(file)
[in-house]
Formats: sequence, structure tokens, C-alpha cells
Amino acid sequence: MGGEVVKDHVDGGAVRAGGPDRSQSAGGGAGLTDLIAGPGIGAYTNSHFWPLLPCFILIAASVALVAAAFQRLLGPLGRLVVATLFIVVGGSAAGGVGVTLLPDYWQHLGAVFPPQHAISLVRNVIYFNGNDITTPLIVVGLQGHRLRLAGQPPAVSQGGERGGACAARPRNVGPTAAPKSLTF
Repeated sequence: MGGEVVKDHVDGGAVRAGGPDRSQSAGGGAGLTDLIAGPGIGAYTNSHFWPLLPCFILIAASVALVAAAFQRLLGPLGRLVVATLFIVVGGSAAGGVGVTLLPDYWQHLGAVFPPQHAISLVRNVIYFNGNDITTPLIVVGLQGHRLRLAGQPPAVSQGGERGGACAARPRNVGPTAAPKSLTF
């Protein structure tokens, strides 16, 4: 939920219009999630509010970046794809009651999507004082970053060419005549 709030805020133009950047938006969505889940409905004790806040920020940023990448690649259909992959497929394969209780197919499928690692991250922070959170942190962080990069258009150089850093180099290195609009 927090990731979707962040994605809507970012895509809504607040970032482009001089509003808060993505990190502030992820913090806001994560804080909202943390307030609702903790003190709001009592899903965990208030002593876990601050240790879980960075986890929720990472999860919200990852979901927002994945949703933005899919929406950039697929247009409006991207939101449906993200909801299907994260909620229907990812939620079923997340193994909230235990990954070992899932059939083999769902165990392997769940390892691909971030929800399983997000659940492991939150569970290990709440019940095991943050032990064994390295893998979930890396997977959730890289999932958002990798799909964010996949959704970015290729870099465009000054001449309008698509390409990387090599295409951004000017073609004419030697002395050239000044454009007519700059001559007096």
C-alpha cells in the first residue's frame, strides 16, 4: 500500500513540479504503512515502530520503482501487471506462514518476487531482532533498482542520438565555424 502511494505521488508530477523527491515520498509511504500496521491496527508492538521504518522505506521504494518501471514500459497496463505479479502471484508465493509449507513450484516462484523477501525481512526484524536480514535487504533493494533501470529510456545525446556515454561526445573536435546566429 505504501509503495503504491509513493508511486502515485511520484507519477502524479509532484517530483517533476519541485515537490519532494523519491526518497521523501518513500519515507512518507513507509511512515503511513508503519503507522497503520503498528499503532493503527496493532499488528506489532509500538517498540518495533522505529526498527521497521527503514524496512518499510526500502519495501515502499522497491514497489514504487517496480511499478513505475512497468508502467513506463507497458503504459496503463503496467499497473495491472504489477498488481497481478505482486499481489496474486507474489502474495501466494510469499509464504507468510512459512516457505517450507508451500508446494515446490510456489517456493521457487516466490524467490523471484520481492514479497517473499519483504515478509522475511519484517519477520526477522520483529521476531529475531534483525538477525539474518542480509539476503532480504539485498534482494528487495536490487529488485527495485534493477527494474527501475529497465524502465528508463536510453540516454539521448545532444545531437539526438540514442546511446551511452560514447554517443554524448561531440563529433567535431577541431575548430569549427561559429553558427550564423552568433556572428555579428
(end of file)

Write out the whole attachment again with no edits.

[in-house]
Formats: sequence, structure tokens, C-alpha cells
Amino acid sequence: MGGEVVKDHVDGGAVRAGGPDRSQSAGGGAGLTDLIAGPGIGAYTNSHFWPLLPCFILIAASVALVAAAFQRLLGPLGRLVVATLFIVVGGSAAGGVGVTLLPDYWQHLGAVFPPQHAISLVRNVIYFNGNDITTPLIVVGLQGHRLRLAGQPPAVSQGGERGGACAARPRNVGPTAAPKSLTF
Repeated sequence: MGGEVVKDHVDGGAVRAGGPDRSQSAGGGAGLTDLIAGPGIGAYTNSHFWPLLPCFILIAASVALVAAAFQRLLGPLGRLVVATLFIVVGGSAAGGVGVTLLPDYWQHLGAVFPPQHAISLVRNVIYFNGNDITTPLIVVGLQGHRLRLAGQPPAVSQGGERGGACAARPRNVGPTAAPKSLTF
């Protein structure tokens, strides 16, 4: 939920219009999630509010970046794809009651999507004082970053060419005549 709030805020133009950047938006969505889940409905004790806040920020940023990448690649259909992959497929394969209780197919499928690692991250922070959170942190962080990069258009150089850093180099290195609009 927090990731979707962040994605809507970012895509809504607040970032482009001089509003808060993505990190502030992820913090806001994560804080909202943390307030609702903790003190709001009592899903965990208030002593876990601050240790879980960075986890929720990472999860919200990852979901927002994945949703933005899919929406950039697929247009409006991207939101449906993200909801299907994260909620229907990812939620079923997340193994909230235990990954070992899932059939083999769902165990392997769940390892691909971030929800399983997000659940492991939150569970290990709440019940095991943050032990064994390295893998979930890396997977959730890289999932958002990798799909964010996949959704970015290729870099465009000054001449309008698509390409990387090599295409951004000017073609004419030697002395050239000044454009007519700059001559007096």
C-alpha cells in the first residue's frame, strides 16, 4: 500500500513540479504503512515502530520503482501487471506462514518476487531482532533498482542520438565555424 502511494505521488508530477523527491515520498509511504500496521491496527508492538521504518522505506521504494518501471514500459497496463505479479502471484508465493509449507513450484516462484523477501525481512526484524536480514535487504533493494533501470529510456545525446556515454561526445573536435546566429 505504501509503495503504491509513493508511486502515485511520484507519477502524479509532484517530483517533476519541485515537490519532494523519491526518497521523501518513500519515507512518507513507509511512515503511513508503519503507522497503520503498528499503532493503527496493532499488528506489532509500538517498540518495533522505529526498527521497521527503514524496512518499510526500502519495501515502499522497491514497489514504487517496480511499478513505475512497468508502467513506463507497458503504459496503463503496467499497473495491472504489477498488481497481478505482486499481489496474486507474489502474495501466494510469499509464504507468510512459512516457505517450507508451500508446494515446490510456489517456493521457487516466490524467490523471484520481492514479497517473499519483504515478509522475511519484517519477520526477522520483529521476531529475531534483525538477525539474518542480509539476503532480504539485498534482494528487495536490487529488485527495485534493477527494474527501475529497465524502465528508463536510453540516454539521448545532444545531437539526438540514442546511446551511452560514447554517443554524448561531440563529433567535431577541431575548430569549427561559429553558427550564423552568433556572428555579428